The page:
For pregnant women with inflammatory bowel disease (IBD), the risk of adverse pregnancy outcomes associated with biologic agent use is comparable to that of the general population, according to a recent systematic review and meta-analysis published in Clinical Gastroenterology and Hepatology.

The study aimed to determine the prevalence of adverse pregnancy outcomes associated with biologic use in women with IBD. Major databases were searched from inception to June 2020 to obtain studies that reported adverse pregnancy outcomes in IBD patients taking anti-tumor necrosis factor (TNF), anti-integrin, and anti-cytokine agents. A random effects model was used to pool prevalence and relative risk (RR).

A total of 48 studies with 6963 patients were included in the meta-analysis. “Biologic therapy in IBD pregnancies was associated with a pooled prevalence of 8% (95% CI, 6-10%, I2= 87.4%) for early pregnancy loss, 9% (95% CI, 7-11%, I2=89.9%) preterm birth, 0% (95% CI, 0-0%, I2=0%) still birth, 8% (95% CI, 5-10%, I2=87.0%) low birth weight, and 1% (95% CI, 1-2%, I2=78.3%) congenital malformations,” the study authors reported. They added, “These rates are comparable to those published in the general population.”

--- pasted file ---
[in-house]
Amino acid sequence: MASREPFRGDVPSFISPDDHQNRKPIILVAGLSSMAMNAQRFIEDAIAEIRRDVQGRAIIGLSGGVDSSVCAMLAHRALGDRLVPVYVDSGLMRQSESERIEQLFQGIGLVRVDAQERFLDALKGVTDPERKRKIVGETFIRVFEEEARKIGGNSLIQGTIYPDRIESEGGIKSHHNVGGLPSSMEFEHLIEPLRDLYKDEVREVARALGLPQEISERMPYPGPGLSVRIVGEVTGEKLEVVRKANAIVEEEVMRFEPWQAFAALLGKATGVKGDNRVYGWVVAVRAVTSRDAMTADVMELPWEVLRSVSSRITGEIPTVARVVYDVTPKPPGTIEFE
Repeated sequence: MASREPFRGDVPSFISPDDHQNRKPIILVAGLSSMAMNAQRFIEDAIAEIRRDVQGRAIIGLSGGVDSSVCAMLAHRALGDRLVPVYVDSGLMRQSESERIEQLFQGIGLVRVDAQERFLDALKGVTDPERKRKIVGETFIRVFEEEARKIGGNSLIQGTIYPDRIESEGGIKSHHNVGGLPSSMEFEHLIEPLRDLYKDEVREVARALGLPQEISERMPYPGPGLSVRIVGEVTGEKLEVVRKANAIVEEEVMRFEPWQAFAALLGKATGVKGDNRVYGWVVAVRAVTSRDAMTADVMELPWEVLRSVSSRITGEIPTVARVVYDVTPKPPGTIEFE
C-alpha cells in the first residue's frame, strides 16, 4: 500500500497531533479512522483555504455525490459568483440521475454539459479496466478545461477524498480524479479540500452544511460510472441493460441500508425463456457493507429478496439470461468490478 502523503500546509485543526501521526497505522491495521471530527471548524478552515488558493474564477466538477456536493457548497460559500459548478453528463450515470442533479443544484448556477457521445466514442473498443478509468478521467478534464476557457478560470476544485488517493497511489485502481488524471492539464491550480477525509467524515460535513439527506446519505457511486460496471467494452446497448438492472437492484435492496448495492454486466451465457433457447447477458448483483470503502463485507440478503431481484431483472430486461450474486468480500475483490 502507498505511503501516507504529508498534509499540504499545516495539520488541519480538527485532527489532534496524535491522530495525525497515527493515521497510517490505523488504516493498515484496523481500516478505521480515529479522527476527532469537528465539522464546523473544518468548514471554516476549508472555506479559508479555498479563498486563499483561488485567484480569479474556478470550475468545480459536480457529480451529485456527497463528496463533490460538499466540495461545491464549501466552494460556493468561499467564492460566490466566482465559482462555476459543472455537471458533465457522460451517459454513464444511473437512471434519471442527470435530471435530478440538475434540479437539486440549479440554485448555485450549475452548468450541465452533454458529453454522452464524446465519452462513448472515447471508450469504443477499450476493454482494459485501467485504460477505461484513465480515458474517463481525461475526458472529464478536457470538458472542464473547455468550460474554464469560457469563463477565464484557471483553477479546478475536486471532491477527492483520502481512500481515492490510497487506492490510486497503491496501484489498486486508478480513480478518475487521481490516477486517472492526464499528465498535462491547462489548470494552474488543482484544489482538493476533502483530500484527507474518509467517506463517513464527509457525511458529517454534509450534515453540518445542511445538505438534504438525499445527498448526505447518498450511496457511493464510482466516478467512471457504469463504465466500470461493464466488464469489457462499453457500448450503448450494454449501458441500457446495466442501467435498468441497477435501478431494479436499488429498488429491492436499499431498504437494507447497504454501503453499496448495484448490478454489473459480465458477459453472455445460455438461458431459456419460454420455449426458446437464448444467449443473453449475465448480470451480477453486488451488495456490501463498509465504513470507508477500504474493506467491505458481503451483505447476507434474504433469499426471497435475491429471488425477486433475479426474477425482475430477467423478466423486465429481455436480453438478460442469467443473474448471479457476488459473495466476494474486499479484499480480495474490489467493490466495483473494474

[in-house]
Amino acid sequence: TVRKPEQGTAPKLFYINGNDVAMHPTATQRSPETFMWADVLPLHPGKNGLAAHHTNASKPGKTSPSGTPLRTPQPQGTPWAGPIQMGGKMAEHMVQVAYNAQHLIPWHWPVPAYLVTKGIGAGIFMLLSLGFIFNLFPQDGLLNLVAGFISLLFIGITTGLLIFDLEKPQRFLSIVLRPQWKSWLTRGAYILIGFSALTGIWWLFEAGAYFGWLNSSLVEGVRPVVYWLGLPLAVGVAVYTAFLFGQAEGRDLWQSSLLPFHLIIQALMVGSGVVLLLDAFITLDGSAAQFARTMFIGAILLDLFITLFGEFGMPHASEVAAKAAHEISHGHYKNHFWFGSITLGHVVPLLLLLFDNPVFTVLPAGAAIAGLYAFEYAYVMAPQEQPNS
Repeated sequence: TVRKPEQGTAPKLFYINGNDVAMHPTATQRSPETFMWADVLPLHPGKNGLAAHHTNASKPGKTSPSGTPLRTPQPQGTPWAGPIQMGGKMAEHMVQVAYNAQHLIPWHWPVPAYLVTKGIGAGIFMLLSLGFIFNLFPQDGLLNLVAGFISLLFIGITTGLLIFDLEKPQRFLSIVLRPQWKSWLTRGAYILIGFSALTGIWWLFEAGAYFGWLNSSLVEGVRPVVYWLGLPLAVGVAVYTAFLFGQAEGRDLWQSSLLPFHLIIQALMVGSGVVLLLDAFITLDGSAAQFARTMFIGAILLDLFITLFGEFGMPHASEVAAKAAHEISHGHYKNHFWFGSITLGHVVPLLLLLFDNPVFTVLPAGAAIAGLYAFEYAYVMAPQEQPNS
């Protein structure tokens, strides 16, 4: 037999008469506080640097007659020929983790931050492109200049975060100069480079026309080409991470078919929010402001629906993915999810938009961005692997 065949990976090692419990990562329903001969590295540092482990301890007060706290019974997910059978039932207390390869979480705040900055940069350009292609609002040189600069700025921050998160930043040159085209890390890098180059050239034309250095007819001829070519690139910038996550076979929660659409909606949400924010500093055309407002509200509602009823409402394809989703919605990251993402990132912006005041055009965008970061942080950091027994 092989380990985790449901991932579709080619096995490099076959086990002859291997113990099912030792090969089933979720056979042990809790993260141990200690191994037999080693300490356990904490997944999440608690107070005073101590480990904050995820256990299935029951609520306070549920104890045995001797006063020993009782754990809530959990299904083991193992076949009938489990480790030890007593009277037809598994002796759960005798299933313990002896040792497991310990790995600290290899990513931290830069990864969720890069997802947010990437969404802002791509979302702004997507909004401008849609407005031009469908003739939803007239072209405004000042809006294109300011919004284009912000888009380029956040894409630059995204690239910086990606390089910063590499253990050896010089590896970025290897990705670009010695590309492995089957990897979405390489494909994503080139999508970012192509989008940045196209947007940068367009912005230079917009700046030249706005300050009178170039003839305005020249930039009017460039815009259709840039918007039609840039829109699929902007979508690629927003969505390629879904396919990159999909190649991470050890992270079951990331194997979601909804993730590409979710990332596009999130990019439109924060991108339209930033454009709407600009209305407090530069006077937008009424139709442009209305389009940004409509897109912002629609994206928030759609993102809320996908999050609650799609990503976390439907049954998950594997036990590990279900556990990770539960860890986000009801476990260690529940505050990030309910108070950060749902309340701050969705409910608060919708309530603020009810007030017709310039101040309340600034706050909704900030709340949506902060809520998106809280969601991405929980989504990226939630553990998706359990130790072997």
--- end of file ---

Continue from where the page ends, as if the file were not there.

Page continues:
Subgroup analyses did reveal an increased incidence of early pregnancy loss and preterm birth among patients who received vedolizumab compared with those who received anti-TNF agents, however, the quality of the evidence was considered low. The study authors also reported that no association between disease activity or concomitant thiopurine and adverse outcomes was observed using meta-regression.


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Additionally, findings of the study revealed that TNF inhibitor use during the third trimester of pregnancy did not affect the risk of preterm birth (RR, 1.41; 95% CI, 0.77-2.60; I2, 0%), low birth weight (RR, 1.32; 95% CI, 0.80-2.18; I2, 0%), or congenital malformations (RR, 1.28; 95% CI, 0.47-3.49; I2, 0%).

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“The present study suggests that the prevalence of adverse pregnancy outcomes among IBD women on biologic therapy is relatively low and no greater than observed in the general population,” the study authors concluded. They added, ” Overall, our findings highlight that the benefits of biologics during pregnancy in women with IBD outweigh the risks with regards to adverse pregnancy outcomes.”

Reference

Nielsen OH, Gubatan JM, Juhl CB, Streett SE, Maxwell C, Biologics for inflammatory bowel disease and their safety in pregnancy: a systematic review and meta-analysis. Clinical Gastroenterology and Hepatology (2020). doi.org/10.1016/j.cgh.2020.09.021.